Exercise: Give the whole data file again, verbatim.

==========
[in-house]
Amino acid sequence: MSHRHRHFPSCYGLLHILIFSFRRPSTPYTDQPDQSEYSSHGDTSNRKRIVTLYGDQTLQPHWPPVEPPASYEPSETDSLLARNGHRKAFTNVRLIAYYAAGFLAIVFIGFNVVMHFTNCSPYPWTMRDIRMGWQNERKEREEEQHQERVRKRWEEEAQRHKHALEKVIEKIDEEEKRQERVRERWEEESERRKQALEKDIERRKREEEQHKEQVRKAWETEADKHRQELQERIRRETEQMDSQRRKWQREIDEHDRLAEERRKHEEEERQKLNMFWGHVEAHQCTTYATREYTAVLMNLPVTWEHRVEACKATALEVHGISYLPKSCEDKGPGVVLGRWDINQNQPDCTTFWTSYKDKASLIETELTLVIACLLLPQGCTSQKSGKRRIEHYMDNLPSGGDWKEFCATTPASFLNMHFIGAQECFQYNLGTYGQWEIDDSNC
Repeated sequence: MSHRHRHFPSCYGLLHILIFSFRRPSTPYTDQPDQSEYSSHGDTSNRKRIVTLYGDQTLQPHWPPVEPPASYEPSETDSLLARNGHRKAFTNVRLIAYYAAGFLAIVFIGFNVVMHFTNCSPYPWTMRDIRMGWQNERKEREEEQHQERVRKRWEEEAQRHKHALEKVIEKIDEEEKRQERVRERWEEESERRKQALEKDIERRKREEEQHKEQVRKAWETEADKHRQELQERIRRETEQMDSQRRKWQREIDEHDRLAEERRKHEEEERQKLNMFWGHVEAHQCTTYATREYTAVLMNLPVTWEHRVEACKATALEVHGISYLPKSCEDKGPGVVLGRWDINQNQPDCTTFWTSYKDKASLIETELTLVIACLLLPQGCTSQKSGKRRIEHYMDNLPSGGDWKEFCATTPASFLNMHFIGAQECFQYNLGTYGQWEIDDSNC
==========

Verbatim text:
[in-house]
Amino acid sequence: MSHRHRHFPSCYGLLHILIFSFRRPSTPYTDQPDQSEYSSHGDTSNRKRIVTLYGDQTLQPHWPPVEPPASYEPSETDSLLARNGHRKAFTNVRLIAYYAAGFLAIVFIGFNVVMHFTNCSPYPWTMRDIRMGWQNERKEREEEQHQERVRKRWEEEAQRHKHALEKVIEKIDEEEKRQERVRERWEEESERRKQALEKDIERRKREEEQHKEQVRKAWETEADKHRQELQERIRRETEQMDSQRRKWQREIDEHDRLAEERRKHEEEERQKLNMFWGHVEAHQCTTYATREYTAVLMNLPVTWEHRVEACKATALEVHGISYLPKSCEDKGPGVVLGRWDINQNQPDCTTFWTSYKDKASLIETELTLVIACLLLPQGCTSQKSGKRRIEHYMDNLPSGGDWKEFCATTPASFLNMHFIGAQECFQYNLGTYGQWEIDDSNC
Repeated sequence: MSHRHRHFPSCYGLLHILIFSFRRPSTPYTDQPDQSEYSSHGDTSNRKRIVTLYGDQTLQPHWPPVEPPASYEPSETDSLLARNGHRKAFTNVRLIAYYAAGFLAIVFIGFNVVMHFTNCSPYPWTMRDIRMGWQNERKEREEEQHQERVRKRWEEEAQRHKHALEKVIEKIDEEEKRQERVRERWEEESERRKQALEKDIERRKREEEQHKEQVRKAWETEADKHRQELQERIRRETEQMDSQRRKWQREIDEHDRLAEERRKHEEEERQKLNMFWGHVEAHQCTTYATREYTAVLMNLPVTWEHRVEACKATALEVHGISYLPKSCEDKGPGVVLGRWDINQNQPDCTTFWTSYKDKASLIETELTLVIACLLLPQGCTSQKSGKRRIEHYMDNLPSGGDWKEFCATTPASFLNMHFIGAQECFQYNLGTYGQWEIDDSNC